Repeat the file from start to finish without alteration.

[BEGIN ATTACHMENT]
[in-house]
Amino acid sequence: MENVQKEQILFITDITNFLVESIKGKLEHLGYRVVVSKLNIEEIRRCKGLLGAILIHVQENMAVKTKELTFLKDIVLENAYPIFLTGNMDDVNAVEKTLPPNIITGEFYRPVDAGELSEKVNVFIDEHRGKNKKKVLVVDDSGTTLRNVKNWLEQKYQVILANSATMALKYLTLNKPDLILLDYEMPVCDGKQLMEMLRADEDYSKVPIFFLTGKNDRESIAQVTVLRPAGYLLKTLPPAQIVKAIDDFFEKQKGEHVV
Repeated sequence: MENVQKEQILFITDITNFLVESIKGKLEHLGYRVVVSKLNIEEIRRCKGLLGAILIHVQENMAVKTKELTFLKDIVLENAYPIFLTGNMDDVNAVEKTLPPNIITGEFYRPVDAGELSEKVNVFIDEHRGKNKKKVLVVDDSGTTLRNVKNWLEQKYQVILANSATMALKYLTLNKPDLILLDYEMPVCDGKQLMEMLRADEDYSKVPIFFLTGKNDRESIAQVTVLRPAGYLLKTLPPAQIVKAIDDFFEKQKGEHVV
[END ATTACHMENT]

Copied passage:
[in-house]
Amino acid sequence: MENVQKEQILFITDITNFLVESIKGKLEHLGYRVVVSKLNIEEIRRCKGLLGAILIHVQENMAVKTKELTFLKDIVLENAYPIFLTGNMDDVNAVEKTLPPNIITGEFYRPVDAGELSEKVNVFIDEHRGKNKKKVLVVDDSGTTLRNVKNWLEQKYQVILANSATMALKYLTLNKPDLILLDYEMPVCDGKQLMEMLRADEDYSKVPIFFLTGKNDRESIAQVTVLRPAGYLLKTLPPAQIVKAIDDFFEKQKGEHVV
Repeated sequence: MENVQKEQILFITDITNFLVESIKGKLEHLGYRVVVSKLNIEEIRRCKGLLGAILIHVQENMAVKTKELTFLKDIVLENAYPIFLTGNMDDVNAVEKTLPPNIITGEFYRPVDAGELSEKVNVFIDEHRGKNKKKVLVVDDSGTTLRNVKNWLEQKYQVILANSATMALKYLTLNKPDLILLDYEMPVCDGKQLMEMLRADEDYSKVPIFFLTGKNDRESIAQVTVLRPAGYLLKTLPPAQIVKAIDDFFEKQKGEHVV